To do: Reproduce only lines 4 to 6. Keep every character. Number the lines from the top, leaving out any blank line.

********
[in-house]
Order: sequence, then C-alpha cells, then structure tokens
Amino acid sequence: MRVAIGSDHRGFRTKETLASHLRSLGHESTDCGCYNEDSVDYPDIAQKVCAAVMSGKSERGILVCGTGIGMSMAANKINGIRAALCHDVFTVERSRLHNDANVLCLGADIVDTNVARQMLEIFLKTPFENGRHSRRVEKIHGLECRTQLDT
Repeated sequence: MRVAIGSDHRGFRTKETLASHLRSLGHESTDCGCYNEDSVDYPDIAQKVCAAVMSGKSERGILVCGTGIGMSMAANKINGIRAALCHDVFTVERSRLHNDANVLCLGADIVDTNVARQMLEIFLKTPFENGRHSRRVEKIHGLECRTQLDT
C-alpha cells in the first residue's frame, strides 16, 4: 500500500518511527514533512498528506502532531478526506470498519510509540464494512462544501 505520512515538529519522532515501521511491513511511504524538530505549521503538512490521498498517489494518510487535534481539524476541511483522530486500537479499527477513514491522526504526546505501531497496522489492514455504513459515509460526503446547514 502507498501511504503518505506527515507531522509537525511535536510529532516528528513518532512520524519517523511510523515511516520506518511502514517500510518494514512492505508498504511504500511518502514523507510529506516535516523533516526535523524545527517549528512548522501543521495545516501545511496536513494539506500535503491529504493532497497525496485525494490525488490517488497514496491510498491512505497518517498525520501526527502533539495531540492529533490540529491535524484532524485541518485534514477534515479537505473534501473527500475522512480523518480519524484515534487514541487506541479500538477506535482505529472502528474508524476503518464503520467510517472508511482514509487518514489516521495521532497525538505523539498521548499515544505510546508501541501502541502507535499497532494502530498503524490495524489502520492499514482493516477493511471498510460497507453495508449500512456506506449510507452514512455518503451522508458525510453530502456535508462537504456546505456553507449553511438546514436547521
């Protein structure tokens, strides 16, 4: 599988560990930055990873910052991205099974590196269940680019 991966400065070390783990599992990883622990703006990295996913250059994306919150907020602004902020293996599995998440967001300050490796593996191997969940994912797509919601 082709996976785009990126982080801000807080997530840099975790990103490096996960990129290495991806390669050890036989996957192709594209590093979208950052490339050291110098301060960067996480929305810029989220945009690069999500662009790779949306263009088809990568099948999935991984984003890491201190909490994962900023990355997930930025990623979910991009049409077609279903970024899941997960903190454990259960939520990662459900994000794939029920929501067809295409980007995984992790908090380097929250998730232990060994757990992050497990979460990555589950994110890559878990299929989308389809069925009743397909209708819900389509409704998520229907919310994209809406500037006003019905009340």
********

Repeated sequence: MRVAIGSDHRGFRTKETLASHLRSLGHESTDCGCYNEDSVDYPDIAQKVCAAVMSGKSERGILVCGTGIGMSMAANKINGIRAALCHDVFTVERSRLHNDANVLCLGADIVDTNVARQMLEIFLKTPFENGRHSRRVEKIHGLECRTQLDT
C-alpha cells in the first residue's frame, strides 16, 4: 500500500518511527514533512498528506502532531478526506470498519510509540464494512462544501 505520512515538529519522532515501521511491513511511504524538530505549521503538512490521498498517489494518510487535534481539524476541511483522530486500537479499527477513514491522526504526546505501531497496522489492514455504513459515509460526503446547514 502507498501511504503518505506527515507531522509537525511535536510529532516528528513518532512520524519517523511510523515511516520506518511502514517500510518494514512492505508498504511504500511518502514523507510529506516535516523533516526535523524545527517549528512548522501543521495545516501545511496536513494539506500535503491529504493532497497525496485525494490525488490517488497514496491510498491512505497518517498525520501526527502533539495531540492529533490540529491535524484532524485541518485534514477534515479537505473534501473527500475522512480523518480519524484515534487514541487506541479500538477506535482505529472502528474508524476503518464503520467510517472508511482514509487518514489516521495521532497525538505523539498521548499515544505510546508501541501502541502507535499497532494502530498503524490495524489502520492499514482493516477493511471498510460497507453495508449500512456506506449510507452514512455518503451522508458525510453530502456535508462537504456546505456553507449553511438546514436547521
């Protein structure tokens, strides 16, 4: 599988560990930055990873910052991205099974590196269940680019 991966400065070390783990599992990883622990703006990295996913250059994306919150907020602004902020293996599995998440967001300050490796593996191997969940994912797509919601 082709996976785009990126982080801000807080997530840099975790990103490096996960990129290495991806390669050890036989996957192709594209590093979208950052490339050291110098301060960067996480929305810029989220945009690069999500662009790779949306263009088809990568099948999935991984984003890491201190909490994962900023990355997930930025990623979910991009049409077609279903970024899941997960903190454990259960939520990662459900994000794939029920929501067809295409980007995984992790908090380097929250998730232990060994757990992050497990979460990555589950994110890559878990299929989308389809069925009743397909209708819900389509409704998520229907919310994209809406500037006003019905009340």